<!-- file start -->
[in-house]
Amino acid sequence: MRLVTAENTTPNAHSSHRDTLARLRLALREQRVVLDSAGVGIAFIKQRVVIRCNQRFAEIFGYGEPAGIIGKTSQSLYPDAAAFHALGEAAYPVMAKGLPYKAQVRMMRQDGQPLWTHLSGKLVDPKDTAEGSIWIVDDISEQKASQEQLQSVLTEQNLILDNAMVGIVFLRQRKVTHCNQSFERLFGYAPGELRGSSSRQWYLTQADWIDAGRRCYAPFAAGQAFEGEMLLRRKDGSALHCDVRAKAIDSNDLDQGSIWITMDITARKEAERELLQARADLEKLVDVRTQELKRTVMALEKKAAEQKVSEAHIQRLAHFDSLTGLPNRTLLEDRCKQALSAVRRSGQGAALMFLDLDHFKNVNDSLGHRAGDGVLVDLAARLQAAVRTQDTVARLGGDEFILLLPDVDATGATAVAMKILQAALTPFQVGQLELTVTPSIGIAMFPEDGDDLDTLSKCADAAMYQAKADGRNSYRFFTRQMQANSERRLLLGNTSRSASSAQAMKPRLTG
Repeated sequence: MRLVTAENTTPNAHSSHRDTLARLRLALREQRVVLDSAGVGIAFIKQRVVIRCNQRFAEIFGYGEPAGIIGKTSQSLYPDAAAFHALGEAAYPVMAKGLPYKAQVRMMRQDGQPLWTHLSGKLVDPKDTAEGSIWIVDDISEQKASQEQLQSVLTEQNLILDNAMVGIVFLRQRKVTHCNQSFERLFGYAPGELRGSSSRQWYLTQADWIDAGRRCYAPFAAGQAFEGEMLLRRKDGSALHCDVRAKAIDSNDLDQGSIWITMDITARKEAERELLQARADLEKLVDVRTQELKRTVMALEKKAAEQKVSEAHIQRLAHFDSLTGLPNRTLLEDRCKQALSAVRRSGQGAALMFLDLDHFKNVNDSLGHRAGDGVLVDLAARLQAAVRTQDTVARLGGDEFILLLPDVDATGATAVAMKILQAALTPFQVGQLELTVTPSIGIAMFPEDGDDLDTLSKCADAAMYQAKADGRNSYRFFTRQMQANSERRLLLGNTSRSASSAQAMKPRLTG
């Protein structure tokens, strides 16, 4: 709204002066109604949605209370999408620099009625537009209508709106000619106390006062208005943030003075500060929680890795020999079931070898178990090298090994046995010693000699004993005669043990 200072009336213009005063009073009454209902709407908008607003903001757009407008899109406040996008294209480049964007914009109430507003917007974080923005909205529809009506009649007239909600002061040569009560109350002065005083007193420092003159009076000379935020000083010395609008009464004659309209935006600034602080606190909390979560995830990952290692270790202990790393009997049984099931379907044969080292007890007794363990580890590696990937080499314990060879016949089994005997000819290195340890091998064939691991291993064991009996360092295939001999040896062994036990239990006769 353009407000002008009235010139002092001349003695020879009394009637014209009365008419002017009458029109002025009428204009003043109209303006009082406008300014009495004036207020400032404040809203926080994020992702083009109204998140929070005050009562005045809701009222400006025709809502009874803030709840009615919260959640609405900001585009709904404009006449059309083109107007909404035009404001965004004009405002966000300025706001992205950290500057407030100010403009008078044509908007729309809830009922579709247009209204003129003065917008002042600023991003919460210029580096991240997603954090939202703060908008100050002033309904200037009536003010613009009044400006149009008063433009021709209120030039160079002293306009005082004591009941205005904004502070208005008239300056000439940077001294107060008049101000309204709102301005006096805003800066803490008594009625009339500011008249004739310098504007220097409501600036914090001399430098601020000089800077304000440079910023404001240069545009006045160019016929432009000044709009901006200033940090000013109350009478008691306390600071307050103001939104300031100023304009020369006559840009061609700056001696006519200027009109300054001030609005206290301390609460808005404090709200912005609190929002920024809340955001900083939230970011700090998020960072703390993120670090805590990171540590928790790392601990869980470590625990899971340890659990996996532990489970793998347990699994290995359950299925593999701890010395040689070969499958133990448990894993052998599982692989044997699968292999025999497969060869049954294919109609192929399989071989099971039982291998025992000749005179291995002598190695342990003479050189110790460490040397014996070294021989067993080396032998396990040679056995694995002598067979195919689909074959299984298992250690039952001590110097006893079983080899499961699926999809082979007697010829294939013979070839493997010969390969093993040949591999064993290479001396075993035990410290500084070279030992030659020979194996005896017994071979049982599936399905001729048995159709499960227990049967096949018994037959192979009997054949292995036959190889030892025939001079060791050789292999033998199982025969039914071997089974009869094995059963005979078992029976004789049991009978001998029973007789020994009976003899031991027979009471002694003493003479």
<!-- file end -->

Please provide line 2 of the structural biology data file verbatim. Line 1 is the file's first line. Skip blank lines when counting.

Amino acid sequence: MRLVTAENTTPNAHSSHRDTLARLRLALREQRVVLDSAGVGIAFIKQRVVIRCNQRFAEIFGYGEPAGIIGKTSQSLYPDAAAFHALGEAAYPVMAKGLPYKAQVRMMRQDGQPLWTHLSGKLVDPKDTAEGSIWIVDDISEQKASQEQLQSVLTEQNLILDNAMVGIVFLRQRKVTHCNQSFERLFGYAPGELRGSSSRQWYLTQADWIDAGRRCYAPFAAGQAFEGEMLLRRKDGSALHCDVRAKAIDSNDLDQGSIWITMDITARKEAERELLQARADLEKLVDVRTQELKRTVMALEKKAAEQKVSEAHIQRLAHFDSLTGLPNRTLLEDRCKQALSAVRRSGQGAALMFLDLDHFKNVNDSLGHRAGDGVLVDLAARLQAAVRTQDTVARLGGDEFILLLPDVDATGATAVAMKILQAALTPFQVGQLELTVTPSIGIAMFPEDGDDLDTLSKCADAAMYQAKADGRNSYRFFTRQMQANSERRLLLGNTSRSASSAQAMKPRLTG